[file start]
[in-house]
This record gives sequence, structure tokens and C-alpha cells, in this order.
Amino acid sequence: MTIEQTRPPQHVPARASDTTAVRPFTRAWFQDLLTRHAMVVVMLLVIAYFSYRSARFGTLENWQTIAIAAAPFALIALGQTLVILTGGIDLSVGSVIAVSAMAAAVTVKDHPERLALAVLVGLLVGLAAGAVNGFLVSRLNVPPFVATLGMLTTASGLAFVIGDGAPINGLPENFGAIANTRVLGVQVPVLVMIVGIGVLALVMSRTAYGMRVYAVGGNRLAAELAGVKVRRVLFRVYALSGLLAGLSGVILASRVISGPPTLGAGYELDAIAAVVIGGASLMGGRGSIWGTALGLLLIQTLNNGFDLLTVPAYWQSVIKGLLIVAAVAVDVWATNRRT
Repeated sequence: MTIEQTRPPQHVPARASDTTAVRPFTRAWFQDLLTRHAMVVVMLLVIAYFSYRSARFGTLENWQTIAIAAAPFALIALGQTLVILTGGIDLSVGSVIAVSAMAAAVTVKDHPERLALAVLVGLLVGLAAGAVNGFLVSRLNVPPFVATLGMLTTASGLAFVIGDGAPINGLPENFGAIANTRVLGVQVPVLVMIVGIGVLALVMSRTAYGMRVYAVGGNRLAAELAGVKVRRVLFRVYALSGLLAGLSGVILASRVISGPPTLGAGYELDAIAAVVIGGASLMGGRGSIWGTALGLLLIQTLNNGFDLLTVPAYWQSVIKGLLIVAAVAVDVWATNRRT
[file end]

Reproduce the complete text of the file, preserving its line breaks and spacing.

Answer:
[in-house]
This record gives sequence, structure tokens and C-alpha cells, in this order.
Amino acid sequence: MTIEQTRPPQHVPARASDTTAVRPFTRAWFQDLLTRHAMVVVMLLVIAYFSYRSARFGTLENWQTIAIAAAPFALIALGQTLVILTGGIDLSVGSVIAVSAMAAAVTVKDHPERLALAVLVGLLVGLAAGAVNGFLVSRLNVPPFVATLGMLTTASGLAFVIGDGAPINGLPENFGAIANTRVLGVQVPVLVMIVGIGVLALVMSRTAYGMRVYAVGGNRLAAELAGVKVRRVLFRVYALSGLLAGLSGVILASRVISGPPTLGAGYELDAIAAVVIGGASLMGGRGSIWGTALGLLLIQTLNNGFDLLTVPAYWQSVIKGLLIVAAVAVDVWATNRRT
Repeated sequence: MTIEQTRPPQHVPARASDTTAVRPFTRAWFQDLLTRHAMVVVMLLVIAYFSYRSARFGTLENWQTIAIAAAPFALIALGQTLVILTGGIDLSVGSVIAVSAMAAAVTVKDHPERLALAVLVGLLVGLAAGAVNGFLVSRLNVPPFVATLGMLTTASGLAFVIGDGAPINGLPENFGAIANTRVLGVQVPVLVMIVGIGVLALVMSRTAYGMRVYAVGGNRLAAELAGVKVRRVLFRVYALSGLLAGLSGVILASRVISGPPTLGAGYELDAIAAVVIGGASLMGGRGSIWGTALGLLLIQTLNNGFDLLTVPAYWQSVIKGLLIVAAVAVDVWATNRRT